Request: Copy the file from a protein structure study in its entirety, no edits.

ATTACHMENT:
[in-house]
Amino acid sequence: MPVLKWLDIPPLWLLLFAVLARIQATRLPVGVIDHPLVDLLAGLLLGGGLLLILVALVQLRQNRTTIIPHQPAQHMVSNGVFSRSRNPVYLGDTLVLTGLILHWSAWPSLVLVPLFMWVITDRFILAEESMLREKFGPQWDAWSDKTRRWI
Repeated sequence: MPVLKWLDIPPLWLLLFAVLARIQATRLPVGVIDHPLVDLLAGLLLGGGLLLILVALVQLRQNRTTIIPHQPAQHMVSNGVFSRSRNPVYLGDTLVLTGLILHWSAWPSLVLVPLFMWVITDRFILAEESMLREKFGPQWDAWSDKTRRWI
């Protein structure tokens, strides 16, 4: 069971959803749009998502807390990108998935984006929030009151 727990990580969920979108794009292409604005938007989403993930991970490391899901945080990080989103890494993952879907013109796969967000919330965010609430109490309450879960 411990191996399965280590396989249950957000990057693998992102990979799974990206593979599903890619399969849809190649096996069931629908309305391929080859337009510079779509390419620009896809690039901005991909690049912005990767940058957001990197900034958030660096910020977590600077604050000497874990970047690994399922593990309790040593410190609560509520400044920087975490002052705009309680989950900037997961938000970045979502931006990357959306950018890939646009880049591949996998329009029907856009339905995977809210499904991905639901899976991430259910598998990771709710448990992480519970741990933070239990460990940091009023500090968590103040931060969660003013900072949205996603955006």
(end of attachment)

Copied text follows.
[in-house]
Amino acid sequence: MPVLKWLDIPPLWLLLFAVLARIQATRLPVGVIDHPLVDLLAGLLLGGGLLLILVALVQLRQNRTTIIPHQPAQHMVSNGVFSRSRNPVYLGDTLVLTGLILHWSAWPSLVLVPLFMWVITDRFILAEESMLREKFGPQWDAWSDKTRRWI
Repeated sequence: MPVLKWLDIPPLWLLLFAVLARIQATRLPVGVIDHPLVDLLAGLLLGGGLLLILVALVQLRQNRTTIIPHQPAQHMVSNGVFSRSRNPVYLGDTLVLTGLILHWSAWPSLVLVPLFMWVITDRFILAEESMLREKFGPQWDAWSDKTRRWI
């Protein structure tokens, strides 16, 4: 069971959803749009998502807390990108998935984006929030009151 727990990580969920979108794009292409604005938007989403993930991970490391899901945080990080989103890494993952879907013109796969967000919330965010609430109490309450879960 411990191996399965280590396989249950957000990057693998992102990979799974990206593979599903890619399969849809190649096996069931629908309305391929080859337009510079779509390419620009896809690039901005991909690049912005990767940058957001990197900034958030660096910020977590600077604050000497874990970047690994399922593990309790040593410190609560509520400044920087975490002052705009309680989950900037997961938000970045979502931006990357959306950018890939646009880049591949996998329009029907856009339905995977809210499904991905639901899976991430259910598998990771709710448990992480519970741990933070239990460990940091009023500090968590103040931060969660003013900072949205996603955006």